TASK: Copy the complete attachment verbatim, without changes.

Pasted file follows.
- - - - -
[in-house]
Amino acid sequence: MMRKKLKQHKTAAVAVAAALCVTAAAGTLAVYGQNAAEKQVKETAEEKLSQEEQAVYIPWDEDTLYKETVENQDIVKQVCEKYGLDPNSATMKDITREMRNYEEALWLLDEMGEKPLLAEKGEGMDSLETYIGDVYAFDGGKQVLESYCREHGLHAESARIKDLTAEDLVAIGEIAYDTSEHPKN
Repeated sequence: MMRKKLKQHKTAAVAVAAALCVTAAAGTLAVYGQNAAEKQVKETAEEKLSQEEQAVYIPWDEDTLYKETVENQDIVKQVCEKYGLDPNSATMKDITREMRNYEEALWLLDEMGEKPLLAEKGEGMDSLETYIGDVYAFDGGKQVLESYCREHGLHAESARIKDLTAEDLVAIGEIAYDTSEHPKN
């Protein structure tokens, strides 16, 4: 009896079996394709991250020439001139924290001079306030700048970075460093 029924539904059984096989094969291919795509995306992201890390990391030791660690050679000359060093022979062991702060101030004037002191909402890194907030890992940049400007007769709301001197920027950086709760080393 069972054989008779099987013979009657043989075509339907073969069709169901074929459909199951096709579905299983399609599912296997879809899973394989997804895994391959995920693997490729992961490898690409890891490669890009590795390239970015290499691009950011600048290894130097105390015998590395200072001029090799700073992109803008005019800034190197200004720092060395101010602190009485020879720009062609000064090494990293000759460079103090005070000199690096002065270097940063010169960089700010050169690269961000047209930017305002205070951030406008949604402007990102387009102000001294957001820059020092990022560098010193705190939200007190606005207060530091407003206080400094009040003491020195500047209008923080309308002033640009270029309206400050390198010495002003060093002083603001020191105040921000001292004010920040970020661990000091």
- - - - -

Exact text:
[in-house]
Amino acid sequence: MMRKKLKQHKTAAVAVAAALCVTAAAGTLAVYGQNAAEKQVKETAEEKLSQEEQAVYIPWDEDTLYKETVENQDIVKQVCEKYGLDPNSATMKDITREMRNYEEALWLLDEMGEKPLLAEKGEGMDSLETYIGDVYAFDGGKQVLESYCREHGLHAESARIKDLTAEDLVAIGEIAYDTSEHPKN
Repeated sequence: MMRKKLKQHKTAAVAVAAALCVTAAAGTLAVYGQNAAEKQVKETAEEKLSQEEQAVYIPWDEDTLYKETVENQDIVKQVCEKYGLDPNSATMKDITREMRNYEEALWLLDEMGEKPLLAEKGEGMDSLETYIGDVYAFDGGKQVLESYCREHGLHAESARIKDLTAEDLVAIGEIAYDTSEHPKN
């Protein structure tokens, strides 16, 4: 009896079996394709991250020439001139924290001079306030700048970075460093 029924539904059984096989094969291919795509995306992201890390990391030791660690050679000359060093022979062991702060101030004037002191909402890194907030890992940049400007007769709301001197920027950086709760080393 069972054989008779099987013979009657043989075509339907073969069709169901074929459909199951096709579905299983399609599912296997879809899973394989997804895994391959995920693997490729992961490898690409890891490669890009590795390239970015290499691009950011600048290894130097105390015998590395200072001029090799700073992109803008005019800034190197200004720092060395101010602190009485020879720009062609000064090494990293000759460079103090005070000199690096002065270097940063010169960089700010050169690269961000047209930017305002205070951030406008949604402007990102387009102000001294957001820059020092990022560098010193705190939200007190606005207060530091407003206080400094009040003491020195500047209008923080309308002033640009270029309206400050390198010495002003060093002083603001020191105040921000001292004010920040970020661990000091």